Muhoho v S.M.Gachie t/a Gachie Mwanza & Co. Advocates (Miscellaneous Case 024 of 2021)  KEHC 9219 (KLR) (Family) (23 June 2020) (Ruling)
Neutral citation:  KEHC 9219 (KLR)
Republic of Kenya
Miscellaneous Case 024 of 2021
AO Muchelule, J
June 23, 2020
IN THE MATTER OF THE ADVOCATES/CLIENT BILL OF COSTS
Christine Nguhi Muhoho
S.M.Gachie t/a Gachie Mwanza & Co. Advocates
1.In the High Court Succession Cause No. 1163 of 2011 In the Matter of the Estate of Rosemary Wanjiku Waithaka the grant of letters of administration intestate had been issued and confirmed to one Jacinta Njahira Mwangi. The applicant Christine Nguhi Muhoho instructed the respondent S.M. Gachie T/A Gachie Mwanza & Co. Advocates to file summons for the revocation of the grant and summons for the confirmation of the grant. The respondent entered appearance and filed the two applications. When the parties were not able to agree on fees, the respondent filed a bill of costs which the applicant opposed. The Taxing Officer taxed the bill following written submissions.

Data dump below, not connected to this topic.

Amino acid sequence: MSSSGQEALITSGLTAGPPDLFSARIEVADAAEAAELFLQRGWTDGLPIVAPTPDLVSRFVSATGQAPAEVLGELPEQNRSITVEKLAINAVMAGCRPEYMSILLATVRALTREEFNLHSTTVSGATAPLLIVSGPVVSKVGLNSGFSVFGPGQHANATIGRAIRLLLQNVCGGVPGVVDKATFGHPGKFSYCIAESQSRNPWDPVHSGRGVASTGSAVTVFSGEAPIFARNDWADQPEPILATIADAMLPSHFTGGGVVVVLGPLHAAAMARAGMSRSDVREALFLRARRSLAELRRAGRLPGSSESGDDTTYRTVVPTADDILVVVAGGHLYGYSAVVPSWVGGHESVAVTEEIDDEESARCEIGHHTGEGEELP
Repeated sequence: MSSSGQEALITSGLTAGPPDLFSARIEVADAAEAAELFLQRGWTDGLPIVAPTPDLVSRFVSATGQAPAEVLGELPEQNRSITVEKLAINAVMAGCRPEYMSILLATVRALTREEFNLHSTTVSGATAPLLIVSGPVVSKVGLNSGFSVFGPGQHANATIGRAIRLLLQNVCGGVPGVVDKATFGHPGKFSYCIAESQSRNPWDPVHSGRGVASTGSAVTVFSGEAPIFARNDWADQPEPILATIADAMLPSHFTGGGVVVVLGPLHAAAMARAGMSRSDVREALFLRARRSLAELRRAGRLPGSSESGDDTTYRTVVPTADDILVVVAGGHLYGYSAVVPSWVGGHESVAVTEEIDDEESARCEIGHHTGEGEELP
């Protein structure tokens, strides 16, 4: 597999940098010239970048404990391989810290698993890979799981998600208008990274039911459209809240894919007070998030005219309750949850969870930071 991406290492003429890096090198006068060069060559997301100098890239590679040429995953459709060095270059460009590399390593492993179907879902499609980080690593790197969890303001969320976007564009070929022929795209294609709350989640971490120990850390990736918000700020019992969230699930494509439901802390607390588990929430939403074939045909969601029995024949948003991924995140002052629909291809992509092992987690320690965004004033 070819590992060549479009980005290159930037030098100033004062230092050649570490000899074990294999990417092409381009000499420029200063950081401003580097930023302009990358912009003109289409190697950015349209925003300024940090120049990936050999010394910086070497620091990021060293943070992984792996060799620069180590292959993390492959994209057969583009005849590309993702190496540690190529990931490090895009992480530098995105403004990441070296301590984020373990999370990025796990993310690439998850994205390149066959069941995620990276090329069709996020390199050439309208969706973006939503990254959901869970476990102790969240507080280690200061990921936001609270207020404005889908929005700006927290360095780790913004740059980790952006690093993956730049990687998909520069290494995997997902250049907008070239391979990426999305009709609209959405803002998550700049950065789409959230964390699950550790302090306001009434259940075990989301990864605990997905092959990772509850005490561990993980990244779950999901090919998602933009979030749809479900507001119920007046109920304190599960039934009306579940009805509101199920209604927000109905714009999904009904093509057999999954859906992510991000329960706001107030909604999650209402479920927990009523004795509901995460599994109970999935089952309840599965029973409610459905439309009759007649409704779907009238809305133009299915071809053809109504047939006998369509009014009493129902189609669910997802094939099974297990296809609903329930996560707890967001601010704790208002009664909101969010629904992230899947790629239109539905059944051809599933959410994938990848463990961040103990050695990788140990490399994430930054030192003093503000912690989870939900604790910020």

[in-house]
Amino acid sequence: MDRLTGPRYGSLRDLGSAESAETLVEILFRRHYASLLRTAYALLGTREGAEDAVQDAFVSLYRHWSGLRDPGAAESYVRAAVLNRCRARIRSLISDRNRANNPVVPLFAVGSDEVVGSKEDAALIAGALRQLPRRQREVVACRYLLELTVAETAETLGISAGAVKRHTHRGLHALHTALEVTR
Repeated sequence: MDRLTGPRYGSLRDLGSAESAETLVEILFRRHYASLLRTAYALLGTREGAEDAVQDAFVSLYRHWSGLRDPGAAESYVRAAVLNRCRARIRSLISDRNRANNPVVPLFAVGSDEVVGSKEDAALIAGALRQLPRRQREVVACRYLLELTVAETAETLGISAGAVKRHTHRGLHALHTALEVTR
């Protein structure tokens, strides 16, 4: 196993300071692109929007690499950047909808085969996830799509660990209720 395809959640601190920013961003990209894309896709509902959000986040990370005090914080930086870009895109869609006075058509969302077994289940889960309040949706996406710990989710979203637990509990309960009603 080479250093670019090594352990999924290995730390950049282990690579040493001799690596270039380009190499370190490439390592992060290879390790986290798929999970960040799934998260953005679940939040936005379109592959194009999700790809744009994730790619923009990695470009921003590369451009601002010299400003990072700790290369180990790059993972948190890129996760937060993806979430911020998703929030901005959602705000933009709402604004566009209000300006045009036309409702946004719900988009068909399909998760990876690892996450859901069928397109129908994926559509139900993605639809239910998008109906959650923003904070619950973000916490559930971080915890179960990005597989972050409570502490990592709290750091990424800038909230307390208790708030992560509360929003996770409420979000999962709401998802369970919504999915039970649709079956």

2.The advocate/client bill of costs that was dated 2nd December 2020 asked for Kshs.3,500,000/= being instructions fees. The total bill was 3,709,576/=, then add 50% of Ksh.1,854,838/=, and VAT at 17% of 890,322/=. The grand total was Kshs.6,454,836/24, then disbursements. The bill was allowed at Kshs.532,604/=
3.In the present application dated 6th September 2021, the applicant asked that the court sets aside the Taxing Officer’s decision delivered on 23rd February 2021 allowing the advocate/client bill of costs dated 2nd December 2020 at Ksh.532,604/= It was sought that the bill of costs be retaxed by another Taxing Officer, or that this court retaxes the bill of costs.